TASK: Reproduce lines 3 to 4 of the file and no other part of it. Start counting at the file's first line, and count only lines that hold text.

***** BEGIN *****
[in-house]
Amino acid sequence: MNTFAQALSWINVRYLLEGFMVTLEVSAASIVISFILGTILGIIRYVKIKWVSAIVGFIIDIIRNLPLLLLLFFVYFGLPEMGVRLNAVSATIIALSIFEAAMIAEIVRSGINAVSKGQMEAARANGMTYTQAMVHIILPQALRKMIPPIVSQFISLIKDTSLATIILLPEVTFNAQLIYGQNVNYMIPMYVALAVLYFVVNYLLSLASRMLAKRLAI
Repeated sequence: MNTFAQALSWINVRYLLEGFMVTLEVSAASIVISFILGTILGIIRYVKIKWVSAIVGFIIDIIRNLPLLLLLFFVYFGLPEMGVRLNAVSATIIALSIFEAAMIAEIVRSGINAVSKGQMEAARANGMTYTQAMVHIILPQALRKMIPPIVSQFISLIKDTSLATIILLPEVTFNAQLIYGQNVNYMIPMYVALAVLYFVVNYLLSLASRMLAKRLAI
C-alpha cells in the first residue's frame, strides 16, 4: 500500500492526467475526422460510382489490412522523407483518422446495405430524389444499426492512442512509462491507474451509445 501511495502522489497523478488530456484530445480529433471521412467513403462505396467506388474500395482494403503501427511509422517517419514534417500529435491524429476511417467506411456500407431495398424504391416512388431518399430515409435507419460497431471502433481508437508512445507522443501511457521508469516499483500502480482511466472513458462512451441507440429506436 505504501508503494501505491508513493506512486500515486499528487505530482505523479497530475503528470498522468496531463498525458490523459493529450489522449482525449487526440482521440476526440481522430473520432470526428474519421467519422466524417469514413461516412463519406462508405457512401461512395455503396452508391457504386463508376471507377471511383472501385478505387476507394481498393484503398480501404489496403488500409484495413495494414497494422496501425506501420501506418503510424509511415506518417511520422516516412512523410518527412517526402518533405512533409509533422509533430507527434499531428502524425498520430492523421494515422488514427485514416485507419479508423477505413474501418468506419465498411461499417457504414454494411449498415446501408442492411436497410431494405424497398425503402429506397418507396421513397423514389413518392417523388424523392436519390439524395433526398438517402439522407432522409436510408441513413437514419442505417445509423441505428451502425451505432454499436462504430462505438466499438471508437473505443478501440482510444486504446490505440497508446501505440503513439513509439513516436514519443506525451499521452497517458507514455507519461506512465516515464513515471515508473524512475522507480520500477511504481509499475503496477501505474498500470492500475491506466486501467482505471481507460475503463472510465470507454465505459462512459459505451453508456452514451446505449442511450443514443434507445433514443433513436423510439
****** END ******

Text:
Repeated sequence: MNTFAQALSWINVRYLLEGFMVTLEVSAASIVISFILGTILGIIRYVKIKWVSAIVGFIIDIIRNLPLLLLLFFVYFGLPEMGVRLNAVSATIIALSIFEAAMIAEIVRSGINAVSKGQMEAARANGMTYTQAMVHIILPQALRKMIPPIVSQFISLIKDTSLATIILLPEVTFNAQLIYGQNVNYMIPMYVALAVLYFVVNYLLSLASRMLAKRLAI
C-alpha cells in the first residue's frame, strides 16, 4: 500500500492526467475526422460510382489490412522523407483518422446495405430524389444499426492512442512509462491507474451509445 501511495502522489497523478488530456484530445480529433471521412467513403462505396467506388474500395482494403503501427511509422517517419514534417500529435491524429476511417467506411456500407431495398424504391416512388431518399430515409435507419460497431471502433481508437508512445507522443501511457521508469516499483500502480482511466472513458462512451441507440429506436 505504501508503494501505491508513493506512486500515486499528487505530482505523479497530475503528470498522468496531463498525458490523459493529450489522449482525449487526440482521440476526440481522430473520432470526428474519421467519422466524417469514413461516412463519406462508405457512401461512395455503396452508391457504386463508376471507377471511383472501385478505387476507394481498393484503398480501404489496403488500409484495413495494414497494422496501425506501420501506418503510424509511415506518417511520422516516412512523410518527412517526402518533405512533409509533422509533430507527434499531428502524425498520430492523421494515422488514427485514416485507419479508423477505413474501418468506419465498411461499417457504414454494411449498415446501408442492411436497410431494405424497398425503402429506397418507396421513397423514389413518392417523388424523392436519390439524395433526398438517402439522407432522409436510408441513413437514419442505417445509423441505428451502425451505432454499436462504430462505438466499438471508437473505443478501440482510444486504446490505440497508446501505440503513439513509439513516436514519443506525451499521452497517458507514455507519461506512465516515464513515471515508473524512475522507480520500477511504481509499475503496477501505474498500470492500475491506466486501467482505471481507460475503463472510465470507454465505459462512459459505451453508456452514451446505449442511450443514443434507445433514443433513436423510439